(ii) Replacement MACRS property—(A) Remaining recovery period of the replacement MACRS property. The replacement MACRS property is treated as placed in service at the time of replacement under the convention that applies to the replacement MACRS property as determined under this paragraph (c)(5)(ii). The remaining recovery period of the replacement MACRS property at the time of replacement is the excess of the recovery period for the replacement MACRS property, as determined under paragraph (c) of this section, over the period of time that the replacement MACRS property would have been in service if it had been placed in service when the relinquished MACRS property was placed in service and removed from service at the time of disposition of the relinquished MACRS property. This period is determined by using the convention that applied to the relinquished MACRS property to determine the date that the relinquished MACRS property is deemed to have been placed in service and the date that it is deemed to have been disposed of. The length of time the replacement MACRS property would have been in service is determined by using these dates and the convention that applies to the replacement MACRS property.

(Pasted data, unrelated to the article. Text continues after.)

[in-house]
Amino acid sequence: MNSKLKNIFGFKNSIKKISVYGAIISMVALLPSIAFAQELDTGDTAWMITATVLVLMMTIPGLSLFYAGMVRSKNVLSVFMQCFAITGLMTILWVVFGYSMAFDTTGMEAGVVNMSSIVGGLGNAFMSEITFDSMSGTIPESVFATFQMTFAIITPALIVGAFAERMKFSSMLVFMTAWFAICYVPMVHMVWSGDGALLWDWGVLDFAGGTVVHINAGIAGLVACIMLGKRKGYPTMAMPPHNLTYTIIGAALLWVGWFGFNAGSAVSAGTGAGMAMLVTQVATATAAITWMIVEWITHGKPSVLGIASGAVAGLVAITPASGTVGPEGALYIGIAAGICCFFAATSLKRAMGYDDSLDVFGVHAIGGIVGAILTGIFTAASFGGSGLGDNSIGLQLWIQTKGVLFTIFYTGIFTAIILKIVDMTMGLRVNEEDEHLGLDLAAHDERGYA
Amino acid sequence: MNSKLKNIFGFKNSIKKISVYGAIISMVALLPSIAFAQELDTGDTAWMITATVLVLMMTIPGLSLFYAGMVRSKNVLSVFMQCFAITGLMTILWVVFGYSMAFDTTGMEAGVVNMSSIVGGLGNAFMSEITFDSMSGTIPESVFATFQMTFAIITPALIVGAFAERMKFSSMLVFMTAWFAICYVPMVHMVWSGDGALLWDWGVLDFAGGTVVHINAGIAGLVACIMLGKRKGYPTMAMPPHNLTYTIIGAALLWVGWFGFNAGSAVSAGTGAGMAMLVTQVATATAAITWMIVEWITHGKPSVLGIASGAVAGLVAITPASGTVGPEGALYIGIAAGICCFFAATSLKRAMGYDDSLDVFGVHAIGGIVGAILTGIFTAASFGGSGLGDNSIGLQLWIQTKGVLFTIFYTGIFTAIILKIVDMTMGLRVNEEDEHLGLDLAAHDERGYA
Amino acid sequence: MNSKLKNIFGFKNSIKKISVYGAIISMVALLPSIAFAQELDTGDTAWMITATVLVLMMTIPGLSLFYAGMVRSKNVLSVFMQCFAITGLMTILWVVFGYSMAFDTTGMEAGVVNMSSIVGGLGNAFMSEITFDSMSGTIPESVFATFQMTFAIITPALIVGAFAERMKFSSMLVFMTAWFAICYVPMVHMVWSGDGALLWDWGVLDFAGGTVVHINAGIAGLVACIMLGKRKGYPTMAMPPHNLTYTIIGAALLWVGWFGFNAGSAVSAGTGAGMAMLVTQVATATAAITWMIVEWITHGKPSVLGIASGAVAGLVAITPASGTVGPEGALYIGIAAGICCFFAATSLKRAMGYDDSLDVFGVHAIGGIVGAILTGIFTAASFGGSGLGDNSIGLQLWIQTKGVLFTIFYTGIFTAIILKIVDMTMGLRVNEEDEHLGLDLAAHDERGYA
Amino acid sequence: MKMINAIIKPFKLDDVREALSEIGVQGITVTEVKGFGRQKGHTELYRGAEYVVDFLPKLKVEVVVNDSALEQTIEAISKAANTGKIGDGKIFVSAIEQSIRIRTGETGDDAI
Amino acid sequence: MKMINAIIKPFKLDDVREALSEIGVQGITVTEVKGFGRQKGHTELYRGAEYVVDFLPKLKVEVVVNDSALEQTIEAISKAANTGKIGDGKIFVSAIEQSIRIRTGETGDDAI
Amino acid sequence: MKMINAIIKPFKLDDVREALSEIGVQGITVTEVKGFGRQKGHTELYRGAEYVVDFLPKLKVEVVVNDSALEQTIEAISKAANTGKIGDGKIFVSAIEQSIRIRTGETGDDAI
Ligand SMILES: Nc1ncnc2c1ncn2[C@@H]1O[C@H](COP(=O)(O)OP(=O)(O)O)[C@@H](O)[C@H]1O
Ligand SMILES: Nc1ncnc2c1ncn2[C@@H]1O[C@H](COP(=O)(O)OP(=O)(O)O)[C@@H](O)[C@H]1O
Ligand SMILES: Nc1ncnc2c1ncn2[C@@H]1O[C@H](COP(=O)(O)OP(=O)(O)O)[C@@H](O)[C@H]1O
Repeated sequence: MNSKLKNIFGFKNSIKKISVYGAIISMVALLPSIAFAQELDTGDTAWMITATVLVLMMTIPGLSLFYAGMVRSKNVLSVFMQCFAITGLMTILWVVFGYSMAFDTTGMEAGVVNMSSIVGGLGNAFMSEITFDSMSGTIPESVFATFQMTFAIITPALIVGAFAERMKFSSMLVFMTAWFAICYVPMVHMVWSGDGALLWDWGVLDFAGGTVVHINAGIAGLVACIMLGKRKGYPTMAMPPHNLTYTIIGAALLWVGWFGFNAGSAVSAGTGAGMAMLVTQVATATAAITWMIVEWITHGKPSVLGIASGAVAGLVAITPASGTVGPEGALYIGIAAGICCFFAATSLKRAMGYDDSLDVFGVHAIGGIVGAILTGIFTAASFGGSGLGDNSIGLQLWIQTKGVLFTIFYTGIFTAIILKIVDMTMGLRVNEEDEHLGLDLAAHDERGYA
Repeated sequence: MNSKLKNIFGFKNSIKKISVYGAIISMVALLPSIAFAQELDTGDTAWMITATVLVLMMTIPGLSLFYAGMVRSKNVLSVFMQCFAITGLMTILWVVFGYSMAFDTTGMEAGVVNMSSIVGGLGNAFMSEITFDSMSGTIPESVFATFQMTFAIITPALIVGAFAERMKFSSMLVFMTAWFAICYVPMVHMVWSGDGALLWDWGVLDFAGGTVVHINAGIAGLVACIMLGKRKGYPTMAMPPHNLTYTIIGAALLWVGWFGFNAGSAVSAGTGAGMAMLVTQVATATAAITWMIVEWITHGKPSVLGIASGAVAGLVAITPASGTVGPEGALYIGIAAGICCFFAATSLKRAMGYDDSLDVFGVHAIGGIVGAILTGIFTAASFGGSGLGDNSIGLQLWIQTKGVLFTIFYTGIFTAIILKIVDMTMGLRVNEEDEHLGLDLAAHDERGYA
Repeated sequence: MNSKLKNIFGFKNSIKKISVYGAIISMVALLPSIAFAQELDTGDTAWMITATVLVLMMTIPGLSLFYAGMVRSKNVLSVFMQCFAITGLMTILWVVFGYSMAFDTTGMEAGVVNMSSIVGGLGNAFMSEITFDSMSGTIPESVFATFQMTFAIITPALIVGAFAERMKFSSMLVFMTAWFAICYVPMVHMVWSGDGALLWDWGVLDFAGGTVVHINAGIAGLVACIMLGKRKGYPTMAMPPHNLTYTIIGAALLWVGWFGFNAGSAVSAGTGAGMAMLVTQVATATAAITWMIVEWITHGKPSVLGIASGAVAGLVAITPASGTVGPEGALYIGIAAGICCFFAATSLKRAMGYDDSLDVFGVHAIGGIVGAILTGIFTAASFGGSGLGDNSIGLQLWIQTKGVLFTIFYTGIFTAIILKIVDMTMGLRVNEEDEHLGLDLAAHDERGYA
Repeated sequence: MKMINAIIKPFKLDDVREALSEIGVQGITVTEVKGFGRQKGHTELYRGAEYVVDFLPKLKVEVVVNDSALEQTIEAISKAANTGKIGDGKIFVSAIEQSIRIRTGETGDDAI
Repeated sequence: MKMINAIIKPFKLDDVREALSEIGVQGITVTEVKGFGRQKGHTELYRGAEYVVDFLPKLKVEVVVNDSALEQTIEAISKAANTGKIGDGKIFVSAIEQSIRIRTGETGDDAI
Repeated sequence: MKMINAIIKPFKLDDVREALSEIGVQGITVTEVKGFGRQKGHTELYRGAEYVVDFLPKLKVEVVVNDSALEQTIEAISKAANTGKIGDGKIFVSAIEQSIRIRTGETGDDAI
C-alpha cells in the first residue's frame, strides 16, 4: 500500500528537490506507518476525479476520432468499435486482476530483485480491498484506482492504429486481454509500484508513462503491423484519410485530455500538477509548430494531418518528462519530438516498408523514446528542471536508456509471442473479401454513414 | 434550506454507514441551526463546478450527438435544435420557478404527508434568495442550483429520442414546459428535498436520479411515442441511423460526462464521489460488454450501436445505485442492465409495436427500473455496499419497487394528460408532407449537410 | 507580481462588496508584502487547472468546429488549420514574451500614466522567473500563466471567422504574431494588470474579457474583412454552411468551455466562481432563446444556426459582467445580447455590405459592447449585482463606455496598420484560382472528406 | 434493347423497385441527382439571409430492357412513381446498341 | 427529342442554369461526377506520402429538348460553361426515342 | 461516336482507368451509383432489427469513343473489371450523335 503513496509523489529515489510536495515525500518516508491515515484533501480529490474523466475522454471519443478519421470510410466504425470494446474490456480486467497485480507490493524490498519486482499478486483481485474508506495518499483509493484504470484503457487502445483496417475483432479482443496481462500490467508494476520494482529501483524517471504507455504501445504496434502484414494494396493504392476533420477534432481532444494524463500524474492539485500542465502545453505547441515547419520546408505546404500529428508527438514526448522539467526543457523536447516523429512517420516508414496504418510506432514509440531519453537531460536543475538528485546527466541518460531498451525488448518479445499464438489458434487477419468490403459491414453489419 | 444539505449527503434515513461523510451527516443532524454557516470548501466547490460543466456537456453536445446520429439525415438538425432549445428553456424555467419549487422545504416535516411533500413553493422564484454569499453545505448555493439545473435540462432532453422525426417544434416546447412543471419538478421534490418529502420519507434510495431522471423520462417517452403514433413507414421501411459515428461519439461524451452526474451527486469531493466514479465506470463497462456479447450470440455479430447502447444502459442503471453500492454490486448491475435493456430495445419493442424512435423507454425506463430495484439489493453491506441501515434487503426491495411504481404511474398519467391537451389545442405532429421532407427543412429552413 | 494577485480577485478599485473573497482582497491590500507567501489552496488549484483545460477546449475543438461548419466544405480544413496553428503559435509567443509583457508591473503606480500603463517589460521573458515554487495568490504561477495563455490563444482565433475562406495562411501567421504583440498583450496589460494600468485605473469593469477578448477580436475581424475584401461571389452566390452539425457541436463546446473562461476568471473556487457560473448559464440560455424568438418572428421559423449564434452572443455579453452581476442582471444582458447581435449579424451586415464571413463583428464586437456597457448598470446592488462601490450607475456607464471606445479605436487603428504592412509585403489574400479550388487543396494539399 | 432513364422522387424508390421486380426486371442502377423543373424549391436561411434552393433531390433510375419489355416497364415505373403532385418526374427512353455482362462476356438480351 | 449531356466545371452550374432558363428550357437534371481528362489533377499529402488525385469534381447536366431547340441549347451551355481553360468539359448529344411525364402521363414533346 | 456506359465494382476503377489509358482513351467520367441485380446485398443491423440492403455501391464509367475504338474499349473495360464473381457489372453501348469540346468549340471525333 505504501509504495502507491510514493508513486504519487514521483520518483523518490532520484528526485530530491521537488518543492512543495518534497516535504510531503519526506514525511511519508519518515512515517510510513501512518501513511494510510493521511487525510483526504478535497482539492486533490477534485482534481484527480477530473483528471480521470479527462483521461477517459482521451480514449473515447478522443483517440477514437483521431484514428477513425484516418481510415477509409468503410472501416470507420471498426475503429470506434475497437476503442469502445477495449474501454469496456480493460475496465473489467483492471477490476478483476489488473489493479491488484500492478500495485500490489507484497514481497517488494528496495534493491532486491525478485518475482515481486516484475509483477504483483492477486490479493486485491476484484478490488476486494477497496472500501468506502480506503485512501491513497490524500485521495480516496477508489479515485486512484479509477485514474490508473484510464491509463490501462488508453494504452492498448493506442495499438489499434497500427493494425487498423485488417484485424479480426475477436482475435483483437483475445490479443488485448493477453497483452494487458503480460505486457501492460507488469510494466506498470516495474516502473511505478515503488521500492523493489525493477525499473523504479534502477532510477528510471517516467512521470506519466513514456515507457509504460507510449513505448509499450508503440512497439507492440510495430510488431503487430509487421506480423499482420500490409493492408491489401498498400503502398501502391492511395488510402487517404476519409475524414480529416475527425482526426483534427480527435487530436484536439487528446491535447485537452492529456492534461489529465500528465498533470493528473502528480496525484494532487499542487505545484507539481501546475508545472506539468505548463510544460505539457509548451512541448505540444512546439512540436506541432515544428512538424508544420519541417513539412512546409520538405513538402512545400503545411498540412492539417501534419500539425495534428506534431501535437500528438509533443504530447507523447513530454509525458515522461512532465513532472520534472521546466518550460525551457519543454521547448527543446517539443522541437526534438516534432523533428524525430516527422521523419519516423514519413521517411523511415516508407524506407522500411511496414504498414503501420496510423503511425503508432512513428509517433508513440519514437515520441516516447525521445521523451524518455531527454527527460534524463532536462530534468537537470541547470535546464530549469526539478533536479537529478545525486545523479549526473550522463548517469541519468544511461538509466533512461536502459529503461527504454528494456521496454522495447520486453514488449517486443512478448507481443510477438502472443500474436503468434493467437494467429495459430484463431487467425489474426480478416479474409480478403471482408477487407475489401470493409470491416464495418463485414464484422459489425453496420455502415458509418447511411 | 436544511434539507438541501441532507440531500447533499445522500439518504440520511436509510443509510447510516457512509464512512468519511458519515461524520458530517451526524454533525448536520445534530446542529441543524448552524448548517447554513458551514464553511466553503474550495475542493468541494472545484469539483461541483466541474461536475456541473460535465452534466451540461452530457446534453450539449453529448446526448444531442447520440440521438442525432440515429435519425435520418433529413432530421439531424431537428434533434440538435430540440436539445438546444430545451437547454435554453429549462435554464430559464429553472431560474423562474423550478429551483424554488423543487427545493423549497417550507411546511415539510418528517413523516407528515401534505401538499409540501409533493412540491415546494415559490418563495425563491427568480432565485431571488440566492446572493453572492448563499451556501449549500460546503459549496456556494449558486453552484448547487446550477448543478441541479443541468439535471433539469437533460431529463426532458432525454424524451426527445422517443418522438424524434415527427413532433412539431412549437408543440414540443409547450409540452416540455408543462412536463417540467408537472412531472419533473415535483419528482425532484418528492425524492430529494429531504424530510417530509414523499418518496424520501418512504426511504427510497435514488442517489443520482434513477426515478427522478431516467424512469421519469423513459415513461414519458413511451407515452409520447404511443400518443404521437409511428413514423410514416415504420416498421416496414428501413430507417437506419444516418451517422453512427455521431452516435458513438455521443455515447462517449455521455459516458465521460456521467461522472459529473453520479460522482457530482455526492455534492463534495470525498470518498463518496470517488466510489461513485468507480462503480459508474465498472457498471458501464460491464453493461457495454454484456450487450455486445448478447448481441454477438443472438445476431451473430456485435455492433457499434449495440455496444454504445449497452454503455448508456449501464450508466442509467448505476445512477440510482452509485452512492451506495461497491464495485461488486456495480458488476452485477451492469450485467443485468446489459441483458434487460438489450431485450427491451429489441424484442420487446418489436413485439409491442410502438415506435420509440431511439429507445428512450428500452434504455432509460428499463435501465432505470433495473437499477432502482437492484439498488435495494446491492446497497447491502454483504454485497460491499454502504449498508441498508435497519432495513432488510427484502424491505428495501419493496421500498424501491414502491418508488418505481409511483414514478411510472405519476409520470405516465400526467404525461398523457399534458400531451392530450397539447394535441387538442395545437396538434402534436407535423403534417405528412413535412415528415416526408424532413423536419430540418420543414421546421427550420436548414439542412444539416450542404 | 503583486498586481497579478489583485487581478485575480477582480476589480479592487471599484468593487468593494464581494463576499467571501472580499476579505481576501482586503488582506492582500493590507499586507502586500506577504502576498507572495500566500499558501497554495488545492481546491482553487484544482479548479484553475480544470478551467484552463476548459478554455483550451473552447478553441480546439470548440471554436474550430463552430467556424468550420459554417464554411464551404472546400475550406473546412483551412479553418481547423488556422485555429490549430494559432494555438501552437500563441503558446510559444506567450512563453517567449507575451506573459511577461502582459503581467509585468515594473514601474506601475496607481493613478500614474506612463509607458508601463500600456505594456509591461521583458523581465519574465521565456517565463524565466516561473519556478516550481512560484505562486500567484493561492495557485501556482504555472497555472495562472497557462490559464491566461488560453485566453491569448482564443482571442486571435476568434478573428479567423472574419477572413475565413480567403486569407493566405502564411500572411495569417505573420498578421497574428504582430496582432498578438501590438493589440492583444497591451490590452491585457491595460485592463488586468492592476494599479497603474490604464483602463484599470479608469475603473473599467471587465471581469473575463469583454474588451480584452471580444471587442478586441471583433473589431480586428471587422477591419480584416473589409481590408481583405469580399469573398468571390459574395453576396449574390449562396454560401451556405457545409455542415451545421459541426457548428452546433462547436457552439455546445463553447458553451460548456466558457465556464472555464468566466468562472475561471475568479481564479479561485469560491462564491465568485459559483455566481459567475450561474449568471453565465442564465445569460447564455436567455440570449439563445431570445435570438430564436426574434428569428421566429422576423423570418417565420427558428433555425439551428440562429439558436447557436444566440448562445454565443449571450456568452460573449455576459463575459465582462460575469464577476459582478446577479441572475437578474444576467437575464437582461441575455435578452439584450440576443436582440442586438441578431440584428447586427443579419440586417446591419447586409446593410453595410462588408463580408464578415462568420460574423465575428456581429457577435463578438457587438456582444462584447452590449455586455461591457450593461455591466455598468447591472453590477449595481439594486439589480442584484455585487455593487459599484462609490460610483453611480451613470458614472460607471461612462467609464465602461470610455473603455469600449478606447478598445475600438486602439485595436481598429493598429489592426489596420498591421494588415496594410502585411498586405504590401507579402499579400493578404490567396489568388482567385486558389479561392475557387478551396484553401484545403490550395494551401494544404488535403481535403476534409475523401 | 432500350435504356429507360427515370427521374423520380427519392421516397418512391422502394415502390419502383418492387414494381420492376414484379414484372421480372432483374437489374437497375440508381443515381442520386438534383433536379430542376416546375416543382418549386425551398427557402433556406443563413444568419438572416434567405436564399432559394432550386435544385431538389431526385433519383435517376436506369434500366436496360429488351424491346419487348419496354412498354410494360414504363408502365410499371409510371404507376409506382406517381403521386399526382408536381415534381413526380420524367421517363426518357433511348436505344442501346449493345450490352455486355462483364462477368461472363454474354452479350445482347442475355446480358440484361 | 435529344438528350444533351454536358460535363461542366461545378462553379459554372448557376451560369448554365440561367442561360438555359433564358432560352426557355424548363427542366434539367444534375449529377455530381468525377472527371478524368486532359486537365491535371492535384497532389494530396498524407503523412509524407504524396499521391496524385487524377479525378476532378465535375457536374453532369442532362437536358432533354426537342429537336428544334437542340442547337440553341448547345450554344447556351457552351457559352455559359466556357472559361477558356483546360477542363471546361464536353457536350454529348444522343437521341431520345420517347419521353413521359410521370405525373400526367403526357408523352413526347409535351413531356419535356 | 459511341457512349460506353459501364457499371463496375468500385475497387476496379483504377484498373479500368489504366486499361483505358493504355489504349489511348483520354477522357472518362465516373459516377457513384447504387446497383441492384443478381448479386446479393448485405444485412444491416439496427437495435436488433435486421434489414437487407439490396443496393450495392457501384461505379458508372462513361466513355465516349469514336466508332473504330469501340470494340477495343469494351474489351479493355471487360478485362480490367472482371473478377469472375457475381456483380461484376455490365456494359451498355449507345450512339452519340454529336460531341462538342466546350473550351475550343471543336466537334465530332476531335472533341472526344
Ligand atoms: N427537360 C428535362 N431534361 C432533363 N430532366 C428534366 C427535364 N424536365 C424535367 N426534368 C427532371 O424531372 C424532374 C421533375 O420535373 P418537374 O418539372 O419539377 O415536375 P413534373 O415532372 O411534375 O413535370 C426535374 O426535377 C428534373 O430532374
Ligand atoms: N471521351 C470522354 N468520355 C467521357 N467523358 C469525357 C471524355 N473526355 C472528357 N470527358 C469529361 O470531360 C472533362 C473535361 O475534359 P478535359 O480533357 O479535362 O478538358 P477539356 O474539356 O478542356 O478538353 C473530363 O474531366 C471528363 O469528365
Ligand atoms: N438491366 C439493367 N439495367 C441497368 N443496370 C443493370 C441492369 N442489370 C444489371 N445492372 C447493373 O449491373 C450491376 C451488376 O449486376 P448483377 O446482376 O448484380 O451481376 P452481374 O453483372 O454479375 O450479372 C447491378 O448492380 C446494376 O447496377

(B) Year of replacement is 12 months. Except as provided in paragraphs (c)(5)(iii), (e), and (i) of this section, the depreciation allowance in the year of replacement for the depreciable exchanged basis is determined by—

(1) Calculating the applicable depreciation rate for the replacement MACRS property as of the beginning of the year of replacement taking into account the depreciation method prescribed for the replacement MACRS property under paragraph (c)(3) of this section and the remaining recovery period of the replacement MACRS property as of the beginning of the year of disposition as determined under this paragraph (c)(5)(ii);

(2) Calculating the depreciable exchanged basis of the replacement MACRS property, and adding to that amount the amount determined under paragraph (c)(5)(i) of this section for the year of disposition; and

(3) Multiplying the product of the amounts determined under paragraphs (c)(5)(ii)(B)(1) and (B)(2) of this section by a fraction, the numerator of which is the number of months (including fractions of months) the property is deemed to be in service during the year of replacement (in the year of replacement the replacement MACRS property is deemed to be placed in service by the acquiring taxpayer at the time of replacement under the convention determined under paragraph (c)(4)(v) of this section), and the denominator of which is 12.